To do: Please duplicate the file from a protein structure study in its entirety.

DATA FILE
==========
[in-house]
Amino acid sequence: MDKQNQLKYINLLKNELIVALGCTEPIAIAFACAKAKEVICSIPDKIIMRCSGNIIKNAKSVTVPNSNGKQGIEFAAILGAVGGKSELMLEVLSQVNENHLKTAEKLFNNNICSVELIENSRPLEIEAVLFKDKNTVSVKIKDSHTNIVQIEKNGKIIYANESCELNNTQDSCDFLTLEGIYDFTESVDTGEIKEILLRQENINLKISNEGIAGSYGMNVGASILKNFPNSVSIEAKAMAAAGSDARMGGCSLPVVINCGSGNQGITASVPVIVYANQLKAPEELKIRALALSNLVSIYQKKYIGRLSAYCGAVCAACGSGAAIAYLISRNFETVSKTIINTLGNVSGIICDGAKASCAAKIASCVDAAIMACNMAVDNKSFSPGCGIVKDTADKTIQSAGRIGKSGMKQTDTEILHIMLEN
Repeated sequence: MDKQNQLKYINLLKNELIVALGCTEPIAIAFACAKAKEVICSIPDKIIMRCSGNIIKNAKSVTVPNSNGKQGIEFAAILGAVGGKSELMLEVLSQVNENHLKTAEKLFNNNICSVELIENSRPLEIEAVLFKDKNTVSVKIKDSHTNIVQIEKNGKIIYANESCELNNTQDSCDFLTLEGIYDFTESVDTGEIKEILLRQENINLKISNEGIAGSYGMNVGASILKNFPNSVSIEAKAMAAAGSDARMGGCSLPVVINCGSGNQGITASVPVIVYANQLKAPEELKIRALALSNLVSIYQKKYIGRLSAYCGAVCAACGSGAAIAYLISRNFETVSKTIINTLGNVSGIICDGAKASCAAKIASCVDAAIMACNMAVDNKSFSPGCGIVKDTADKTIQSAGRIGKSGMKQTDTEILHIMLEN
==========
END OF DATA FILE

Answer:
[in-house]
Amino acid sequence: MDKQNQLKYINLLKNELIVALGCTEPIAIAFACAKAKEVICSIPDKIIMRCSGNIIKNAKSVTVPNSNGKQGIEFAAILGAVGGKSELMLEVLSQVNENHLKTAEKLFNNNICSVELIENSRPLEIEAVLFKDKNTVSVKIKDSHTNIVQIEKNGKIIYANESCELNNTQDSCDFLTLEGIYDFTESVDTGEIKEILLRQENINLKISNEGIAGSYGMNVGASILKNFPNSVSIEAKAMAAAGSDARMGGCSLPVVINCGSGNQGITASVPVIVYANQLKAPEELKIRALALSNLVSIYQKKYIGRLSAYCGAVCAACGSGAAIAYLISRNFETVSKTIINTLGNVSGIICDGAKASCAAKIASCVDAAIMACNMAVDNKSFSPGCGIVKDTADKTIQSAGRIGKSGMKQTDTEILHIMLEN
Repeated sequence: MDKQNQLKYINLLKNELIVALGCTEPIAIAFACAKAKEVICSIPDKIIMRCSGNIIKNAKSVTVPNSNGKQGIEFAAILGAVGGKSELMLEVLSQVNENHLKTAEKLFNNNICSVELIENSRPLEIEAVLFKDKNTVSVKIKDSHTNIVQIEKNGKIIYANESCELNNTQDSCDFLTLEGIYDFTESVDTGEIKEILLRQENINLKISNEGIAGSYGMNVGASILKNFPNSVSIEAKAMAAAGSDARMGGCSLPVVINCGSGNQGITASVPVIVYANQLKAPEELKIRALALSNLVSIYQKKYIGRLSAYCGAVCAACGSGAAIAYLISRNFETVSKTIINTLGNVSGIICDGAKASCAAKIASCVDAAIMACNMAVDNKSFSPGCGIVKDTADKTIQSAGRIGKSGMKQTDTEILHIMLEN